Members of the Linlithgow and Stirlingshire Hunt who liked a good day out on horseback also enjoyed meeting up at hunt dinners. After an evening’s drinking and eating at a Linlithgow hotel a few of the diners rounded things off with some window-smashing fun. Two of them ended up in court. Sir William Henry Don faced charges in a Linlithgow court of malicious mischief and breach of the peace at the station there and on a train to Edinburgh.
The other case was a bit of an Edinburgh sensation, with Sir John Dick Lauder of Grange accused of assaulting a railway guard who challenged him about damage to a carriage. The trial was reported in great detail. The jury must “shut out entirely from their minds any rumours they might have heard” ordered the Edinburgh sheriff, while at Linlithgow the jury were warned against “being influenced to the slightest degree by the reports they might have heard out of doors regarding this matter” as some had been “exaggerated even beyond what the Crown [had accused Sir William of]”
The story was obviously good for plenty of gossip, all across the country. One version not mentioned in court was carried by the John O’ Groats Journal:
A Couple of Larking Baronets
… it is said … they pitched the waiter out of the window, and when remonstrated with by the landlord, told him to put the waiter “on the bill”, which was done, and no injury set down at £50, and promptly paid.
That headline makes it clear the story is not just about drunken vandalism after a hunt dinner. It is also about class and Victorian attitudes to the gentry. When dealing with “larking baronets”, some journalists, witnesses and lawyers tended to emphasise the “frolic” and “light-hearted” side of the men’s “pranks”. The Edinburgh station-master suggested, via a messenger, that staff might take the “gentleman’s card”, and at first the police were also reluctant to get involved.
The Linlithgow jury found the case against Sir William “not proven” even after evidence from two of his fellow diners that he had pulled down notices at the station, turned off gas-lights and “rattled” the station-master’s hat with a cane. On the train he had torn down green silk curtains, brass curtain rods and hat-straps, thrown a bell out of the window and climbed on the roof. And that was just the evidence from other members of the Hunt, including its Master, who might have been expected to tone down anything incriminating.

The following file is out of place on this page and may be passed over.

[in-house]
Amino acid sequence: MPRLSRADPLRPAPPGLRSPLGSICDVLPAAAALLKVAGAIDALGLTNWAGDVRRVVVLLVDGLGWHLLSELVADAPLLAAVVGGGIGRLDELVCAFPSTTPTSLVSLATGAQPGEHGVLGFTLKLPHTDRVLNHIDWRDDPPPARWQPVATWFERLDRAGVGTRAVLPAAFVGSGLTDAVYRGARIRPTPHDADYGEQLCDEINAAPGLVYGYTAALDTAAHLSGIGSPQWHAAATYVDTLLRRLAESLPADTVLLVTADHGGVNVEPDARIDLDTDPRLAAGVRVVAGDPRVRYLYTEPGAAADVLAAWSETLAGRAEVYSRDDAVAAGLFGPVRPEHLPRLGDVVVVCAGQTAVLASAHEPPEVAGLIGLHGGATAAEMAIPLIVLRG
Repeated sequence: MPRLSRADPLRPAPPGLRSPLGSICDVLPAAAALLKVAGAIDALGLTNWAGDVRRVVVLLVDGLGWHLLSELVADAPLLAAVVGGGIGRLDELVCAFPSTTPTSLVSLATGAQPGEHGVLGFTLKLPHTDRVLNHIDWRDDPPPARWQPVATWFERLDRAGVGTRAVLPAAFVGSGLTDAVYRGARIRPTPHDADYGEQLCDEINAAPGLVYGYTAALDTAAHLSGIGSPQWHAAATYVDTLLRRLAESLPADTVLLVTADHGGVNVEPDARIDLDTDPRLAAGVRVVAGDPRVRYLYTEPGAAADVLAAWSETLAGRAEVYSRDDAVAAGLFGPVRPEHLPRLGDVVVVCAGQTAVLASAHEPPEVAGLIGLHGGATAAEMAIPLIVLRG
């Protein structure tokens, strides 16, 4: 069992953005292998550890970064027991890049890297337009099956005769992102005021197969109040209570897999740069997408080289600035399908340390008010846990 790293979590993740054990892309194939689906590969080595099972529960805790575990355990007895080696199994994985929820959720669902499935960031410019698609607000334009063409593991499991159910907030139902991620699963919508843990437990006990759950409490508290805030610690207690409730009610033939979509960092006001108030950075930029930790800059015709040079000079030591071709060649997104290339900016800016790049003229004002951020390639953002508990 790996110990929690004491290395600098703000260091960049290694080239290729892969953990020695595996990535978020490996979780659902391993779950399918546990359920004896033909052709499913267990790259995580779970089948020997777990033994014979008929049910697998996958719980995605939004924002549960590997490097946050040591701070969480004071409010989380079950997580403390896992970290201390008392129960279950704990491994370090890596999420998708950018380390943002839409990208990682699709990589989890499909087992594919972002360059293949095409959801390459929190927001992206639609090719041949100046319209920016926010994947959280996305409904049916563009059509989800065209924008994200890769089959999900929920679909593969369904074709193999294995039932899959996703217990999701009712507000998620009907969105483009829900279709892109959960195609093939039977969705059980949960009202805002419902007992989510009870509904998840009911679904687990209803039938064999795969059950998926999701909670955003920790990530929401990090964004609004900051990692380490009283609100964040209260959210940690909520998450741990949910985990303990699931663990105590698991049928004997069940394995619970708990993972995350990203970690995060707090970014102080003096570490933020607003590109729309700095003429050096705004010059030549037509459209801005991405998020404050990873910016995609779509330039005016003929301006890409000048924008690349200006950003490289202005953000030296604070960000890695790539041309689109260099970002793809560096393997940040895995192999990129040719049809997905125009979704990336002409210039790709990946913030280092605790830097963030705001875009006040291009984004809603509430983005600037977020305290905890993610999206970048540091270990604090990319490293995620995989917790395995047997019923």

Other witnesses said the wining and dining at the Star and Garter Hotel had ended with smashed windows, and with stolen potatoes later used to break glass at the station. A railway bell was taken away and found the next day a few miles along the track. There was “strutting”, a “good deal of singing” and “humorous” aggression towards the station staff. The defence thought it was natural for the gents to be “hearty”, and there had been no breach of the peace. Nor was there proof of any crime being committed within the county of Linlithgow, they said. The charge of “malicious mischief” was more appropriate for men who “having an ill-will towards their masters, burned their mills, or killed and strangled their cattle”. The sheriff said the not proven verdict “relieved him of what might naturally be expected to be very painful to himself” as well as “the party at the bar”.
The Edinburgh sheriff, 1 however, was placed in the “painful position” of having to pass sentence after Sir John was found guilty of “simple assault”.
There are a hundred recollections and associations stretching back even to the playful companionship of infancy, which make the task imposed upon me a very bitter one.
Sir John Dick Lauder
The vandalism to the train carriage with its “cut cushions”, missing foot-rug and cracked lamp was a prelude to the main incident discussed in the Edinburgh court: an assault on a railway guard, William Jesse Basset. He had dared ask John Dick Lauder about the damage when he came back looking for his hat, with his friends already gone. There were different stories about whether Sir John gave the guard “two or three rapid pushes”, several blows with a clenched fist, or blows plus a kick in the belly.
Donald Monro, [a] policeman, stated that … Sir John said, “Let me have a kick at him.” Witness told him there was no kicking allowed. The gentleman then called out, “My name is Sir John Dick Lauder.” … [He was] working through the effects of drink.
The policeman had seen kicks attempted, but did not know whether they landed. He was facing the wrong way to see clearly, he said.
Before the trial Sir John had apologised to Basset and sent him a letter and £5. This was honourable and “conceived in a good spirit”, said the sheriff. The jury found Sir John not guilty of the kick or of injury to the person. For “simple” assault he was fined £10 or 30 days imprisonment.
This fine was immediately paid, and Sir John accompanied by his friends then left the court, which was crowded during the whole trial, which lasted from eleven till four o’clock.
References and Pictures
- Caledonian Mercury, 15 April, 1850
- Scotsman, 30 March, 1850
- The History of the Linlithgow and Stirlingshire Hunt, 1775-1910, James Rutherfurd, Blackwood 1911
- Mr. Sheriff Gordon ↩